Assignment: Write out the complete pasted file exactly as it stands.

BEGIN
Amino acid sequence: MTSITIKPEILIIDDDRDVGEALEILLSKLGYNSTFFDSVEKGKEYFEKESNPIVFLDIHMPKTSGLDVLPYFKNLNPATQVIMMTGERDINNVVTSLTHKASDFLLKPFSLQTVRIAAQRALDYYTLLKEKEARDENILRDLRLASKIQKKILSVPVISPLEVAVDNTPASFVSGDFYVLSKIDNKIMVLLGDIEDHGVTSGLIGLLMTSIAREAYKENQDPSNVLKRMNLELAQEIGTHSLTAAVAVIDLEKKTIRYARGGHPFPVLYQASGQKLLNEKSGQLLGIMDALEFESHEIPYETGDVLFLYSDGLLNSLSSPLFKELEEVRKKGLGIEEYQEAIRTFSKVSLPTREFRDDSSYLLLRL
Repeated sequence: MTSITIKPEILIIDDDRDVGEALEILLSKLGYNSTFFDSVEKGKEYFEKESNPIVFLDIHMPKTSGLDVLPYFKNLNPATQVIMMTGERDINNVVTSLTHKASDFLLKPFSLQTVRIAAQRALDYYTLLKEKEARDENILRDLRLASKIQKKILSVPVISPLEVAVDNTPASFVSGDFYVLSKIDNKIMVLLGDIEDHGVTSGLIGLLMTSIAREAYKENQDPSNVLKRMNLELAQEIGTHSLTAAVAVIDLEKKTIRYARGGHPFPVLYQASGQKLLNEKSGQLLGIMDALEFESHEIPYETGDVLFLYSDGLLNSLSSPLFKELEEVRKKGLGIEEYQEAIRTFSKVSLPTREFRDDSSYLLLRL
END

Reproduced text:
Amino acid sequence: MTSITIKPEILIIDDDRDVGEALEILLSKLGYNSTFFDSVEKGKEYFEKESNPIVFLDIHMPKTSGLDVLPYFKNLNPATQVIMMTGERDINNVVTSLTHKASDFLLKPFSLQTVRIAAQRALDYYTLLKEKEARDENILRDLRLASKIQKKILSVPVISPLEVAVDNTPASFVSGDFYVLSKIDNKIMVLLGDIEDHGVTSGLIGLLMTSIAREAYKENQDPSNVLKRMNLELAQEIGTHSLTAAVAVIDLEKKTIRYARGGHPFPVLYQASGQKLLNEKSGQLLGIMDALEFESHEIPYETGDVLFLYSDGLLNSLSSPLFKELEEVRKKGLGIEEYQEAIRTFSKVSLPTREFRDDSSYLLLRL
Repeated sequence: MTSITIKPEILIIDDDRDVGEALEILLSKLGYNSTFFDSVEKGKEYFEKESNPIVFLDIHMPKTSGLDVLPYFKNLNPATQVIMMTGERDINNVVTSLTHKASDFLLKPFSLQTVRIAAQRALDYYTLLKEKEARDENILRDLRLASKIQKKILSVPVISPLEVAVDNTPASFVSGDFYVLSKIDNKIMVLLGDIEDHGVTSGLIGLLMTSIAREAYKENQDPSNVLKRMNLELAQEIGTHSLTAAVAVIDLEKKTIRYARGGHPFPVLYQASGQKLLNEKSGQLLGIMDALEFESHEIPYETGDVLFLYSDGLLNSLSSPLFKELEEVRKKGLGIEEYQEAIRTFSKVSLPTREFRDDSSYLLLRL